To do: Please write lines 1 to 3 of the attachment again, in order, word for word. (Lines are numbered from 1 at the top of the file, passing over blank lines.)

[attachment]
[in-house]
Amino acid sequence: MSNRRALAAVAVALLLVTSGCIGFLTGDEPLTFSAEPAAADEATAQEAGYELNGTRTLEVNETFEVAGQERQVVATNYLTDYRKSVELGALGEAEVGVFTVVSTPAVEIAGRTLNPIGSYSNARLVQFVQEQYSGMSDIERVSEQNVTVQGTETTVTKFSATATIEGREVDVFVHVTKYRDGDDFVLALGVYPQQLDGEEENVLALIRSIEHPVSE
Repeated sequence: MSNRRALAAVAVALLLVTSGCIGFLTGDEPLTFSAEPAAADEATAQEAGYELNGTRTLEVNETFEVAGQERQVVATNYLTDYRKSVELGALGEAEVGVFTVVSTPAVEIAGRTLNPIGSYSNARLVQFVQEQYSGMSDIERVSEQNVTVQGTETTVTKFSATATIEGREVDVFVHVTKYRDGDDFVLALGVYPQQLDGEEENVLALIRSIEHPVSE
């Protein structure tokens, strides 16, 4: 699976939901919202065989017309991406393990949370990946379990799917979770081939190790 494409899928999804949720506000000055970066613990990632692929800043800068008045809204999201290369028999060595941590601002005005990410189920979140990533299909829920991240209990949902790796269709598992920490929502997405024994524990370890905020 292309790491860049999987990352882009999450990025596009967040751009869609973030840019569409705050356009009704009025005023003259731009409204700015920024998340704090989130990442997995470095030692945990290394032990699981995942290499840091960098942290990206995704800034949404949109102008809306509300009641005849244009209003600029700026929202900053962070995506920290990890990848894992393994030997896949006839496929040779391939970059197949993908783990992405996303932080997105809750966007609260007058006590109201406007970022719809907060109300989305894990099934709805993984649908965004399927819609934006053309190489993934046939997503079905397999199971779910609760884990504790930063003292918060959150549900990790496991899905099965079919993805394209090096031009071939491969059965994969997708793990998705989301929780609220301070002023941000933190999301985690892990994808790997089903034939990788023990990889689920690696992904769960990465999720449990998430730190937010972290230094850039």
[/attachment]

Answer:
[in-house]
Amino acid sequence: MSNRRALAAVAVALLLVTSGCIGFLTGDEPLTFSAEPAAADEATAQEAGYELNGTRTLEVNETFEVAGQERQVVATNYLTDYRKSVELGALGEAEVGVFTVVSTPAVEIAGRTLNPIGSYSNARLVQFVQEQYSGMSDIERVSEQNVTVQGTETTVTKFSATATIEGREVDVFVHVTKYRDGDDFVLALGVYPQQLDGEEENVLALIRSIEHPVSE
Repeated sequence: MSNRRALAAVAVALLLVTSGCIGFLTGDEPLTFSAEPAAADEATAQEAGYELNGTRTLEVNETFEVAGQERQVVATNYLTDYRKSVELGALGEAEVGVFTVVSTPAVEIAGRTLNPIGSYSNARLVQFVQEQYSGMSDIERVSEQNVTVQGTETTVTKFSATATIEGREVDVFVHVTKYRDGDDFVLALGVYPQQLDGEEENVLALIRSIEHPVSE